The ICC has been reduced to an events-organising company: Michael Atherton

The ICC has been reduced to an events-organising company: Michael Atherton

Atherton raised questions after the ICC refrained from having any say in the recent cricketing events.

Michael Atherton
Michael Atherton. (Photo Source: Getty Images)

Taking into consideration the recent events in the cricketing world, former England captain Michael Atherton has raised questions on International Cricket Council (ICC). Recently, New Zealand decided to abandon their white-ball series against Pakistan citing “security threats”. Soon after, the England and Wales Cricket Board (ECB) also took a decision on similar grounds. England also withdrew from the men’s and women’s tours of Pakistan in October.

Earlier, India pulled out of the fifth Test match against England at the Old Trafford in Manchester after coronavirus hit their camp. However, the recent Indian Premier League match between Delhi Capitals and Sunrisers Hyderabad went ahead without any hurdles even after pacer T. Natarajan tested positive for COVID-19. All these events prompted Atherton to question the ICC for not having any say in these matters.

“At the same time that the players have become more powerful, so some governing bodies have become weaker. The ICC, the game’s supposedly ultimate powerbroker, has been reduced to an events-organising company,” Atherton wrote in his latest column for thetimes.co.uk.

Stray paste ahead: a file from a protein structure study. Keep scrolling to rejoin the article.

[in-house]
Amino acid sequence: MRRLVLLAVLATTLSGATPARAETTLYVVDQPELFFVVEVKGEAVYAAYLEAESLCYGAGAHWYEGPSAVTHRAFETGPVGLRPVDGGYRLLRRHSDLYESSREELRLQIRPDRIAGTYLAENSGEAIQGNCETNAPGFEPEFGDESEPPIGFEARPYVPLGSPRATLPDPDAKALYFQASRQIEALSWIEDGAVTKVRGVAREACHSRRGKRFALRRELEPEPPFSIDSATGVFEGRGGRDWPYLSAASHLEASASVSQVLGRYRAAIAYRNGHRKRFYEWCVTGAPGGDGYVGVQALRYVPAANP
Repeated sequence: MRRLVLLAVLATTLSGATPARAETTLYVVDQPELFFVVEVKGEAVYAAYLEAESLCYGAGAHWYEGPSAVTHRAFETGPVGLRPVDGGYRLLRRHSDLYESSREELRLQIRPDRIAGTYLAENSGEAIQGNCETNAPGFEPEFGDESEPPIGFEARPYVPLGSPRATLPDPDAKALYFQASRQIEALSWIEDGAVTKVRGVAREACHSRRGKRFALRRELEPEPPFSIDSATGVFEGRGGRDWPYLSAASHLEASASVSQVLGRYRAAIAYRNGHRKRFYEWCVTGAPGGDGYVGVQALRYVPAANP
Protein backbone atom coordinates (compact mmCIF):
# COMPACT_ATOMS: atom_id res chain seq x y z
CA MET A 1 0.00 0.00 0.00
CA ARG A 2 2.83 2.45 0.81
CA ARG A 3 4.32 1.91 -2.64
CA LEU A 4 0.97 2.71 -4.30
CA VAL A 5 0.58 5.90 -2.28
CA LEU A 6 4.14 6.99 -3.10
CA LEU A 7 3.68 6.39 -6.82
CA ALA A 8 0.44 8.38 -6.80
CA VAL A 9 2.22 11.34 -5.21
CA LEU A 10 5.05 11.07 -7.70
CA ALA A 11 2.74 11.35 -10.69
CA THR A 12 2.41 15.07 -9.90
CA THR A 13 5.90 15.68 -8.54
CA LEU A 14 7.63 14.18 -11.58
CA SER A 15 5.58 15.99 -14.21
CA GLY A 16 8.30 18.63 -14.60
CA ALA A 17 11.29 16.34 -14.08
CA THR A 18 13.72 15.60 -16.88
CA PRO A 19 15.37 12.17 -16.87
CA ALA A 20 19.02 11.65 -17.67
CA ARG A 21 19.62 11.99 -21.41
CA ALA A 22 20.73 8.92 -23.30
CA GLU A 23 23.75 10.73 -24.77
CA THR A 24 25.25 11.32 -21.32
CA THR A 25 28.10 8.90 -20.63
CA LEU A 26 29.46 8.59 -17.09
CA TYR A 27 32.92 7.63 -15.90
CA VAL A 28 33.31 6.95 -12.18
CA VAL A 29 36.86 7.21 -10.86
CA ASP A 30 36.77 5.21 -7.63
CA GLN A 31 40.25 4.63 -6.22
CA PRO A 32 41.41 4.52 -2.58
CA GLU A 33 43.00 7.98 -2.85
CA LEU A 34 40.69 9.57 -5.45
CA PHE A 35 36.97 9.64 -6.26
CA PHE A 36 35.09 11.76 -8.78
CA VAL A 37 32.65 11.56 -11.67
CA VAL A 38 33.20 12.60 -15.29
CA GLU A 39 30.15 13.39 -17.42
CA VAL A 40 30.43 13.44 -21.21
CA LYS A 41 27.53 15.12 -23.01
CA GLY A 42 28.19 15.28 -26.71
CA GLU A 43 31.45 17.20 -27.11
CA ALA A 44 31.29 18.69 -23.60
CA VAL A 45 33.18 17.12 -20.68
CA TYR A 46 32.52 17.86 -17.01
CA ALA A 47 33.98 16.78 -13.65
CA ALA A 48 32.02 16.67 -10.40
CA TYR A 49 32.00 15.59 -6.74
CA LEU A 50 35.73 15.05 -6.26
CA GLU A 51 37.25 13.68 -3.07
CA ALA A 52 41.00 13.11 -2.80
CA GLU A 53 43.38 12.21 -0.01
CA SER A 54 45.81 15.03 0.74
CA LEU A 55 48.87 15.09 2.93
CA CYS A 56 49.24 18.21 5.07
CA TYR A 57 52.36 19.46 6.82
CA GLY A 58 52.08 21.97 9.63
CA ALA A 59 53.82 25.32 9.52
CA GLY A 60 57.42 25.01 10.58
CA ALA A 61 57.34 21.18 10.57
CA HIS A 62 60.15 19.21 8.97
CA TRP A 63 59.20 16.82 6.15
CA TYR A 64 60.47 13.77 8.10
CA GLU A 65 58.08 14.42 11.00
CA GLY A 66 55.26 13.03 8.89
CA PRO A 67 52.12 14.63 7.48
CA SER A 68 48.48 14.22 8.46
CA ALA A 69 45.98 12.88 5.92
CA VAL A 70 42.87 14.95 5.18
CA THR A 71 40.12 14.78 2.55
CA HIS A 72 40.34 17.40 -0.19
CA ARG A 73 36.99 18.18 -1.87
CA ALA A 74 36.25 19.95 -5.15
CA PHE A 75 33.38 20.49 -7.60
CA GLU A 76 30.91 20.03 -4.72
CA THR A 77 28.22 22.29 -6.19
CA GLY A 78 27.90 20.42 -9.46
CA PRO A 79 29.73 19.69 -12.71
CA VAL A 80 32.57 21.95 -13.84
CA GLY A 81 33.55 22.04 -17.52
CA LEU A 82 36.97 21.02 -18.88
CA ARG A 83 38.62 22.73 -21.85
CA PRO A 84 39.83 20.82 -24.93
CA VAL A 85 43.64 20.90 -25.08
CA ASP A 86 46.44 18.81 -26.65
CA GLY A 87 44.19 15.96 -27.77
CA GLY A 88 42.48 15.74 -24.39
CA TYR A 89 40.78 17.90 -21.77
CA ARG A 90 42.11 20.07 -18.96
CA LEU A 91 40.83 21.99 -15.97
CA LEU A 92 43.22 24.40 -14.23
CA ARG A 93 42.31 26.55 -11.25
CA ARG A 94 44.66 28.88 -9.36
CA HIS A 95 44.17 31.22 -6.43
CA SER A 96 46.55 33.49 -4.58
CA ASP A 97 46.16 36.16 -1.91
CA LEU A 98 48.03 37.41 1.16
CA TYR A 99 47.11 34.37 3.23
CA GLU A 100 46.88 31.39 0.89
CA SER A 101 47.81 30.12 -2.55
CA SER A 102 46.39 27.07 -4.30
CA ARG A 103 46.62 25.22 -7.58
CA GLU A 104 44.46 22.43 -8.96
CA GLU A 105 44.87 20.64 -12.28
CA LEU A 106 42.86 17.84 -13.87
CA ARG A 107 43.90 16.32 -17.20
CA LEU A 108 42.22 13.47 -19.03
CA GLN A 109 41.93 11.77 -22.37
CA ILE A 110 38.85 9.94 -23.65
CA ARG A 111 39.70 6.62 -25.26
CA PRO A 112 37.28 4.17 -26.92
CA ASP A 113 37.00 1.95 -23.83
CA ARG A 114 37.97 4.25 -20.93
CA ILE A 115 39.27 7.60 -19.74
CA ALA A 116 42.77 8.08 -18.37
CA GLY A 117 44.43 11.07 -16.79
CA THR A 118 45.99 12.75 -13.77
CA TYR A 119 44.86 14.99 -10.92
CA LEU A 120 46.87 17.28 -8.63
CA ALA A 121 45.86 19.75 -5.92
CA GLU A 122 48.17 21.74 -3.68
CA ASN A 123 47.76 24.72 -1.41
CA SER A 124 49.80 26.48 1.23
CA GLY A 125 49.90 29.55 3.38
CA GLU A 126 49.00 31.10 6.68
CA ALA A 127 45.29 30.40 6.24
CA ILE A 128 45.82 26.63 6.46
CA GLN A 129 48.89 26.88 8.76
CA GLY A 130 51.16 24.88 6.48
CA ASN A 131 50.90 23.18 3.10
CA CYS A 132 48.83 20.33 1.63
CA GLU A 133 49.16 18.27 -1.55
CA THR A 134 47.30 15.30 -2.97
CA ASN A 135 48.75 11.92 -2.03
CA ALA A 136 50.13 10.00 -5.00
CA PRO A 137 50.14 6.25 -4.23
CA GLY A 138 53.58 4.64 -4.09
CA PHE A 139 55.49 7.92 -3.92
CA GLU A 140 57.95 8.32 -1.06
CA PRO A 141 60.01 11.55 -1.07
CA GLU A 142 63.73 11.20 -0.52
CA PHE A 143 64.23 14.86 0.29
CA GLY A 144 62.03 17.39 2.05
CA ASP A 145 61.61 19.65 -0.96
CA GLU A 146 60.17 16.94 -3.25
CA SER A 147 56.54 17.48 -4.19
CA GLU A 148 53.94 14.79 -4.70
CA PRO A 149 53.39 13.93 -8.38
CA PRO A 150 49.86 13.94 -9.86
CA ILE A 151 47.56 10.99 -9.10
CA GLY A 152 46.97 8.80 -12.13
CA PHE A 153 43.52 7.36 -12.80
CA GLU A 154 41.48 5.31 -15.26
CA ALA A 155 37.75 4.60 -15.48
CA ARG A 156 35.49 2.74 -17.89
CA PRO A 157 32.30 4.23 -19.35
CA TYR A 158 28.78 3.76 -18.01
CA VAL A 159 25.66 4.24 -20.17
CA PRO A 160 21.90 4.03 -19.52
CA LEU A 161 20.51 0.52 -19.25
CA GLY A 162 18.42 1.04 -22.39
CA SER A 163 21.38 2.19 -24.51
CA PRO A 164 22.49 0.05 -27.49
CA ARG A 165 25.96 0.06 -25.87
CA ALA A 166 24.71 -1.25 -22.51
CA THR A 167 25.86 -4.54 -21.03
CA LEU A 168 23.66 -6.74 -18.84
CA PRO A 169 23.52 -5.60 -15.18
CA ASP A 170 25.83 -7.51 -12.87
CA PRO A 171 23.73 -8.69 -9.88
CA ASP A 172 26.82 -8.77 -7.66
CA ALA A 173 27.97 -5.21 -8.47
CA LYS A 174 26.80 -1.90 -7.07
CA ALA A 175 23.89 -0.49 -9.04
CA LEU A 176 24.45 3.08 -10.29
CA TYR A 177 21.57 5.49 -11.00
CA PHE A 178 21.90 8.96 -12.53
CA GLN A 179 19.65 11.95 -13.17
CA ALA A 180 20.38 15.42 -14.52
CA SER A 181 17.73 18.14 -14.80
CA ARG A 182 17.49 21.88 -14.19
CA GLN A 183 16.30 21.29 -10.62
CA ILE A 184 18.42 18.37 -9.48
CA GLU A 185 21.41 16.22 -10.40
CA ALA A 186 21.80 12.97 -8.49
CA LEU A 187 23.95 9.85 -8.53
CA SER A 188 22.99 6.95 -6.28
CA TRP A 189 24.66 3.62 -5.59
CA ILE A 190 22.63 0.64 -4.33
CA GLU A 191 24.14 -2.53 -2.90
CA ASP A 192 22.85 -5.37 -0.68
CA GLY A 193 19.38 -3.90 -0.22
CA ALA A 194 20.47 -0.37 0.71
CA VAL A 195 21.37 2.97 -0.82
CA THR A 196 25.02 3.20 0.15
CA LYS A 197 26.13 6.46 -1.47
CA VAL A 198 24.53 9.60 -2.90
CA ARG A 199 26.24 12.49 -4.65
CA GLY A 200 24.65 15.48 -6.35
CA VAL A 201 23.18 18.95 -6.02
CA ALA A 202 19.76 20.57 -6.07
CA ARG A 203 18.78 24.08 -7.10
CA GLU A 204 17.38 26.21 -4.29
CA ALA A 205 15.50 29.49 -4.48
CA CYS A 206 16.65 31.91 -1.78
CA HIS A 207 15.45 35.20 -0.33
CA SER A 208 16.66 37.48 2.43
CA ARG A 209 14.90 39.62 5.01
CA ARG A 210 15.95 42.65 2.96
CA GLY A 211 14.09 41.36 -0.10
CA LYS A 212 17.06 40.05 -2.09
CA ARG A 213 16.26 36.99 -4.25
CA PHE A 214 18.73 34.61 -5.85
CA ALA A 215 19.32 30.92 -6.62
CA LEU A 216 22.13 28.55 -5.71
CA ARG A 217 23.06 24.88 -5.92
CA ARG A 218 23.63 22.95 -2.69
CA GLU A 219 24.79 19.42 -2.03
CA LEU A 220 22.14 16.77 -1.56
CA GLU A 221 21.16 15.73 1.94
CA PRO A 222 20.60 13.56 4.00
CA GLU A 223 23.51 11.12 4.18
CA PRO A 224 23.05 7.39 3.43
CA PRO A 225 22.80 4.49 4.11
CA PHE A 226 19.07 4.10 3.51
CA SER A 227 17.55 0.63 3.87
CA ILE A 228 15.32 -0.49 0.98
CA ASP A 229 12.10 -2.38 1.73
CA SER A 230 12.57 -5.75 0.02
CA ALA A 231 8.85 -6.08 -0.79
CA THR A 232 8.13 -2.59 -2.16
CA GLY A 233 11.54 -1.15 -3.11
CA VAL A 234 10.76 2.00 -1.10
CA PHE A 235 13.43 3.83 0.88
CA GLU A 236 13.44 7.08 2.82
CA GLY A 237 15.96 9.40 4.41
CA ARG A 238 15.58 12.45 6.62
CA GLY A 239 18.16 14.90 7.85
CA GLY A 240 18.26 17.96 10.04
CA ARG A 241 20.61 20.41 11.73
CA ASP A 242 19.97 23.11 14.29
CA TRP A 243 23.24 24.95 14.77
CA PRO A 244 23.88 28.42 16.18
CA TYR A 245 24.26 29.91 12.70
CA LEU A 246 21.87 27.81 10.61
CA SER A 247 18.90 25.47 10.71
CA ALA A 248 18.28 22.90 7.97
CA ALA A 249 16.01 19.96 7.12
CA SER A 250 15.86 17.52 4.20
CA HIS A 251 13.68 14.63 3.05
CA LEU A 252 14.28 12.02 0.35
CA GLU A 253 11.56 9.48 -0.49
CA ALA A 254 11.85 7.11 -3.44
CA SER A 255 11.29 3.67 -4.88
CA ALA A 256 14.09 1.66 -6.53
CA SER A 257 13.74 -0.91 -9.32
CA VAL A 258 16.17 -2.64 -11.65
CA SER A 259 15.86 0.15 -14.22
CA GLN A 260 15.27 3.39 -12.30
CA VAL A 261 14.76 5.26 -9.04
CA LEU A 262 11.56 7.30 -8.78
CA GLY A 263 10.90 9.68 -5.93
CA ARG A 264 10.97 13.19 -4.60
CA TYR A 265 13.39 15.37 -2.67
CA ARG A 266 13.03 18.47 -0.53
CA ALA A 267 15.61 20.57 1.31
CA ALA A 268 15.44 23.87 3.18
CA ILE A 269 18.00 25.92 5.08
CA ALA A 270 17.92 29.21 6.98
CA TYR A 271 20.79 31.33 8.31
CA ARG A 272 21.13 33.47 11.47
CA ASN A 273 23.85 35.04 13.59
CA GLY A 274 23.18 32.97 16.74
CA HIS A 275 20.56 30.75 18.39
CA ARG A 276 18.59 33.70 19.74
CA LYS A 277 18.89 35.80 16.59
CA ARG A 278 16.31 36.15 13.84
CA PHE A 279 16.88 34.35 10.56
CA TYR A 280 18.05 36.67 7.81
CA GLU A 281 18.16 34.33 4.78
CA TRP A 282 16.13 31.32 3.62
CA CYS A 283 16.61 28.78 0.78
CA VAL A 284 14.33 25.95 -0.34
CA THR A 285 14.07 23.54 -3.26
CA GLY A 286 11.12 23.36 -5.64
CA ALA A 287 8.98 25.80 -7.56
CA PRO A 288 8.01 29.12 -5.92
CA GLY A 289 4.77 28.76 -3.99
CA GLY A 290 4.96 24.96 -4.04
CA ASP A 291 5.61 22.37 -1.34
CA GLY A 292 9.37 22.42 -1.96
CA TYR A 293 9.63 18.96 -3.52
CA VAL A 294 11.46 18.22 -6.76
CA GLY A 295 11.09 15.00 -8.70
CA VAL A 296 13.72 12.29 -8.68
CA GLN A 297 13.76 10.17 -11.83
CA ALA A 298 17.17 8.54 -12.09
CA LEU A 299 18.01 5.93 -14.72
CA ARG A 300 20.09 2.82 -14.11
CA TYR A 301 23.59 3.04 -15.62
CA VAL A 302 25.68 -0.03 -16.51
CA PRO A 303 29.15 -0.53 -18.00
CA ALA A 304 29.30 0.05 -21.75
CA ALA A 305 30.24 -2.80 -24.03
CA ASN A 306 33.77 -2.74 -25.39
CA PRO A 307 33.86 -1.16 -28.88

“It runs its properties well — World Cups, World Test Championships, and the like — but has little standing where the game’s moral issues are concerned and little influence over the game’s direction. The ICC has had an acting chief executive since July,” the veteran stated.

Money and opportunity have made the players far more powerful: Michael Atherton

According to Atherton, money and franchise T20 leagues have made the players more powerful than they were before. He pointed that the players now have more opportunities beyond just international cricket. He also brought into the limelight the scenario of the IPL. Atherton pointed that owing to the IPL the contracted players were unavailable for the New Zealand series.

“Two factors have made the players far more powerful than previously. The first is money, and the way it is distributed, and the second is opportunity. Greater opportunity outside of international cricket, through franchised T20 leagues, means the players hold the whip hand.

“Bizarrely, the ECB has allowed a situation where it, as the employer, has washed its hands of its contracted players for two months of the year during the Indian Premier League (which became longer than two months this year, with players unavailable for the New Zealand series because of it),” Atherton added.